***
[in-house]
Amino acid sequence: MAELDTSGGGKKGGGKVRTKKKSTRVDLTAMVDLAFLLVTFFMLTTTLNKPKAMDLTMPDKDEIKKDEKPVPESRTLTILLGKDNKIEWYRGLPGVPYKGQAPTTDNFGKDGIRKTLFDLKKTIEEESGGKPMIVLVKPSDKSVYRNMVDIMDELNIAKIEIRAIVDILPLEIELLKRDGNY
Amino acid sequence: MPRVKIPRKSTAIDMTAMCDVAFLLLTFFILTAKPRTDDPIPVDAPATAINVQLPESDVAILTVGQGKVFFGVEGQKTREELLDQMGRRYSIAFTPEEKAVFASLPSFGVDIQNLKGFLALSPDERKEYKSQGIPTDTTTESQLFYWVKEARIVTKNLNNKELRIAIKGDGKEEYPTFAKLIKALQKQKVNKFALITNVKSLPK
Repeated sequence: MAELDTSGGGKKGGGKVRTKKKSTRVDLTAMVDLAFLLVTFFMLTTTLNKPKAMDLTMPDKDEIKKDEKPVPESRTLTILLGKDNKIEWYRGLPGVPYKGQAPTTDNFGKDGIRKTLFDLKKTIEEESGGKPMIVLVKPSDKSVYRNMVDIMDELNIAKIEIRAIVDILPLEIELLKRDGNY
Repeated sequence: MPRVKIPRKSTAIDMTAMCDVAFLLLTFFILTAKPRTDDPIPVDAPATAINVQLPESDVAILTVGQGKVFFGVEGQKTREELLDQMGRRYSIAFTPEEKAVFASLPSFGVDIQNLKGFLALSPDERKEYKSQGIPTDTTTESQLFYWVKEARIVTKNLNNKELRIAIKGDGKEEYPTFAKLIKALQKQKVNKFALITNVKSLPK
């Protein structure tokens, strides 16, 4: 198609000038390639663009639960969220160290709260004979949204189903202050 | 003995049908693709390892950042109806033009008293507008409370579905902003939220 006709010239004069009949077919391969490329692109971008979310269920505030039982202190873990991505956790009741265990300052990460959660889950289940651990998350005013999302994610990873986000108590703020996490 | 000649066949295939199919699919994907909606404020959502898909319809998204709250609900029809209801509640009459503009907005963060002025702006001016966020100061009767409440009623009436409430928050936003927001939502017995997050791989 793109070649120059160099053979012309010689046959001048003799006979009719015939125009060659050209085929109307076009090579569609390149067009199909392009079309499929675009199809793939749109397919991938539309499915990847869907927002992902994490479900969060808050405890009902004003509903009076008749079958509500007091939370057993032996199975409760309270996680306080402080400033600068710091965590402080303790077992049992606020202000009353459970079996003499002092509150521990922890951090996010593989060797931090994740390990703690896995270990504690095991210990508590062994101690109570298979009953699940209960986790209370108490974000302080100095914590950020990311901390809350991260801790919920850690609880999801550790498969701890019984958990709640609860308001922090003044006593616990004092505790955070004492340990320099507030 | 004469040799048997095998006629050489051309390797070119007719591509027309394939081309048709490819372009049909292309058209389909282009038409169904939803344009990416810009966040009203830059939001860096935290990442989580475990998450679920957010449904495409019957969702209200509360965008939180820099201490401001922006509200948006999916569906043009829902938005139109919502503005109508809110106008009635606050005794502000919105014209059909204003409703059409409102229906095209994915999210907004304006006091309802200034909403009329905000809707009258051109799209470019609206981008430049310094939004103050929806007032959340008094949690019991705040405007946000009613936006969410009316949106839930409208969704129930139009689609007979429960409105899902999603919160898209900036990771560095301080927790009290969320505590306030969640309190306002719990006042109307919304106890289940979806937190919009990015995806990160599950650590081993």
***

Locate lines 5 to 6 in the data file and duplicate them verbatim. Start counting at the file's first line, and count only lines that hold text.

Repeated sequence: MPRVKIPRKSTAIDMTAMCDVAFLLLTFFILTAKPRTDDPIPVDAPATAINVQLPESDVAILTVGQGKVFFGVEGQKTREELLDQMGRRYSIAFTPEEKAVFASLPSFGVDIQNLKGFLALSPDERKEYKSQGIPTDTTTESQLFYWVKEARIVTKNLNNKELRIAIKGDGKEEYPTFAKLIKALQKQKVNKFALITNVKSLPK
């Protein structure tokens, strides 16, 4: 198609000038390639663009639960969220160290709260004979949204189903202050 | 003995049908693709390892950042109806033009008293507008409370579905902003939220 006709010239004069009949077919391969490329692109971008979310269920505030039982202190873990991505956790009741265990300052990460959660889950289940651990998350005013999302994610990873986000108590703020996490 | 000649066949295939199919699919994907909606404020959502898909319809998204709250609900029809209801509640009459503009907005963060002025702006001016966020100061009767409440009623009436409430928050936003927001939502017995997050791989 793109070649120059160099053979012309010689046959001048003799006979009719015939125009060659050209085929109307076009090579569609390149067009199909392009079309499929675009199809793939749109397919991938539309499915990847869907927002992902994490479900969060808050405890009902004003509903009076008749079958509500007091939370057993032996199975409760309270996680306080402080400033600068710091965590402080303790077992049992606020202000009353459970079996003499002092509150521990922890951090996010593989060797931090994740390990703690896995270990504690095991210990508590062994101690109570298979009953699940209960986790209370108490974000302080100095914590950020990311901390809350991260801790919920850690609880999801550790498969701890019984958990709640609860308001922090003044006593616990004092505790955070004492340990320099507030 | 004469040799048997095998006629050489051309390797070119007719591509027309394939081309048709490819372009049909292309058209389909282009038409169904939803344009990416810009966040009203830059939001860096935290990442989580475990998450679920957010449904495409019957969702209200509360965008939180820099201490401001922006509200948006999916569906043009829902938005139109919502503005109508809110106008009635606050005794502000919105014209059909204003409703059409409102229906095209994915999210907004304006006091309802200034909403009329905000809707009258051109799209470019609206981008430049310094939004103050929806007032959340008094949690019991705040405007946000009613936006969410009316949106839930409208969704129930139009689609007979429960409105899902999603919160898209900036990771560095301080927790009290969320505590306030969640309190306002719990006042109307919304106890289940979806937190919009990015995806990160599950650590081993």